Driving Fatalities Up 13.5 Percent in First Quarter of 2012
The National Highway Traffic Safety Administration reported that an estimated 7,630 people died in automobile accidents in the first three months of this year – a 13.5 percent increase over the same time period last year.
There were 6,720 fatalities in the same period in 2011, and traffic fatalities had been on the decline in previous years.
If the estimates are confirmed, the numbers would represent the second largest year-to-year quarterly increase in automobile fatalities since 1975, when the government began tracking these statistics.
Officials do not have any concrete reasons for the increase in traffic fatalities this year.
Typically, the fatality rate is much lower in the first quarter compared with the rest of the year. Cold winter months keep more people inside and off the roads.
This year, the winter months were unseasonably warm. Since more people tend to drive when the weather is better, some analysts believe that this year’s higher than normal temperatures may have contributed to the higher crash fatality rate.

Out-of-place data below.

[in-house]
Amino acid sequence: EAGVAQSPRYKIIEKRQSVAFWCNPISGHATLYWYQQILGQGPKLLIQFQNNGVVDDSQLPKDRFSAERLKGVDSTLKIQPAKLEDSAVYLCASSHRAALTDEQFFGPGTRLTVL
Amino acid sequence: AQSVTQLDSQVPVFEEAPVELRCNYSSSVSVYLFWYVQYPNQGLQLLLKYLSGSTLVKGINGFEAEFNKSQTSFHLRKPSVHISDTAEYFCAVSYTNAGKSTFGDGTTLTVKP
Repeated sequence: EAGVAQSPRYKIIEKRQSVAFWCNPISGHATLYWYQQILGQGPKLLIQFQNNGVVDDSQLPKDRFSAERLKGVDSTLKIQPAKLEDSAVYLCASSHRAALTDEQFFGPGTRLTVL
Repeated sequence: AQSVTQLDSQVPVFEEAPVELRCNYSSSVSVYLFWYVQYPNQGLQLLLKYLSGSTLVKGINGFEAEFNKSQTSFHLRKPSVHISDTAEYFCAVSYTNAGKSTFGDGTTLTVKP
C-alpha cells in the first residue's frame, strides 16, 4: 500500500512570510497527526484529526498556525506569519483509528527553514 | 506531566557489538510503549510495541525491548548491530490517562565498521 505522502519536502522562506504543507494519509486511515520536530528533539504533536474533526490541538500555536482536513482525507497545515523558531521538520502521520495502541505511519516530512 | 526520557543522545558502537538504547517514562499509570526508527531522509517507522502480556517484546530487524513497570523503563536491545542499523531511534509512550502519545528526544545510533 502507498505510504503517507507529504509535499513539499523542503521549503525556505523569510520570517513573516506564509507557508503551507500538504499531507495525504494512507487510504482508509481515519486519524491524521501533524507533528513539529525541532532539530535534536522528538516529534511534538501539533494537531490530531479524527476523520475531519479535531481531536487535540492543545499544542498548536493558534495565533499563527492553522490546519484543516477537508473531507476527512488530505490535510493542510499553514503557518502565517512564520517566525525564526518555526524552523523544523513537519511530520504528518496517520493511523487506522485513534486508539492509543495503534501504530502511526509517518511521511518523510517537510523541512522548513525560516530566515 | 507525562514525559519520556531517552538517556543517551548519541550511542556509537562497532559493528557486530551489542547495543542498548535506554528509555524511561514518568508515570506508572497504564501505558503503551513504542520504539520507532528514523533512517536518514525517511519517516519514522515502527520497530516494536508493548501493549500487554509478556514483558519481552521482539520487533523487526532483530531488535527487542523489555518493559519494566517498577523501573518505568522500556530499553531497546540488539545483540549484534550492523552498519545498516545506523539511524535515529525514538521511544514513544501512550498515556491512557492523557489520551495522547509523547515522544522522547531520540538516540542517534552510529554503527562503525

Data from the Federal Highway Administration shows that there was an increase of 9.7 billion miles traveled in the first quarter of 2012 compared with 2011.
Whatever the reason for the additional fatalities this year, Jacob Nelson, the director of traffic safety advocacy and research with the Automobile Association of America, says that one thing is clear: “These data show there is more work to be done to improve driver safety such as limiting distractions, reducing impaired driving and promoting a culture of safety among motorists.”
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